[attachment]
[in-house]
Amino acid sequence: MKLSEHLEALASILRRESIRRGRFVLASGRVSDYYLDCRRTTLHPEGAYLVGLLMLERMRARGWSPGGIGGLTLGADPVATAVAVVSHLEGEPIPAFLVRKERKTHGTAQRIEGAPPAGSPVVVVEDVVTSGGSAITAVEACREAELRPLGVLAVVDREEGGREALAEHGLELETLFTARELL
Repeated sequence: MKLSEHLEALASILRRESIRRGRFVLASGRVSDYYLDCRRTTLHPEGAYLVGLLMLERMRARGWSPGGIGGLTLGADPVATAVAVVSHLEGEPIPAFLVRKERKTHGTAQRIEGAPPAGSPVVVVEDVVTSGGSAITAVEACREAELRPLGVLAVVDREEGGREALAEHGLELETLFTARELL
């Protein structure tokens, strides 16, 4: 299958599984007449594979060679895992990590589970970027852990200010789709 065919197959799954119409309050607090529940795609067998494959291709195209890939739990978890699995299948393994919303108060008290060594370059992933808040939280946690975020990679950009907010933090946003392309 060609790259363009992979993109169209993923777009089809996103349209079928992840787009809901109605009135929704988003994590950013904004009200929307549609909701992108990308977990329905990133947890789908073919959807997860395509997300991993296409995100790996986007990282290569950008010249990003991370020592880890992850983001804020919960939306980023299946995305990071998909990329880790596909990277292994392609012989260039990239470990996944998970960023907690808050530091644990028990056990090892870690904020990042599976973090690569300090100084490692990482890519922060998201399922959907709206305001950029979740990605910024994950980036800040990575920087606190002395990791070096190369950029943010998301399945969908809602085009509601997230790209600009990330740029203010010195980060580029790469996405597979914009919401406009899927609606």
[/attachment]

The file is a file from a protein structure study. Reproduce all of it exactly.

[in-house]
Amino acid sequence: MKLSEHLEALASILRRESIRRGRFVLASGRVSDYYLDCRRTTLHPEGAYLVGLLMLERMRARGWSPGGIGGLTLGADPVATAVAVVSHLEGEPIPAFLVRKERKTHGTAQRIEGAPPAGSPVVVVEDVVTSGGSAITAVEACREAELRPLGVLAVVDREEGGREALAEHGLELETLFTARELL
Repeated sequence: MKLSEHLEALASILRRESIRRGRFVLASGRVSDYYLDCRRTTLHPEGAYLVGLLMLERMRARGWSPGGIGGLTLGADPVATAVAVVSHLEGEPIPAFLVRKERKTHGTAQRIEGAPPAGSPVVVVEDVVTSGGSAITAVEACREAELRPLGVLAVVDREEGGREALAEHGLELETLFTARELL
């Protein structure tokens, strides 16, 4: 299958599984007449594979060679895992990590589970970027852990200010789709 065919197959799954119409309050607090529940795609067998494959291709195209890939739990978890699995299948393994919303108060008290060594370059992933808040939280946690975020990679950009907010933090946003392309 060609790259363009992979993109169209993923777009089809996103349209079928992840787009809901109605009135929704988003994590950013904004009200929307549609909701992108990308977990329905990133947890789908073919959807997860395509997300991993296409995100790996986007990282290569950008010249990003991370020592880890992850983001804020919960939306980023299946995305990071998909990329880790596909990277292994392609012989260039990239470990996944998970960023907690808050530091644990028990056990090892870690904020990042599976973090690569300090100084490692990482890519922060998201399922959907709206305001950029979740990605910024994950980036800040990575920087606190002395990791070096190369950029943010998301399945969908809602085009509601997230790209600009990330740029203010010195980060580029790469996405597979914009919401406009899927609606």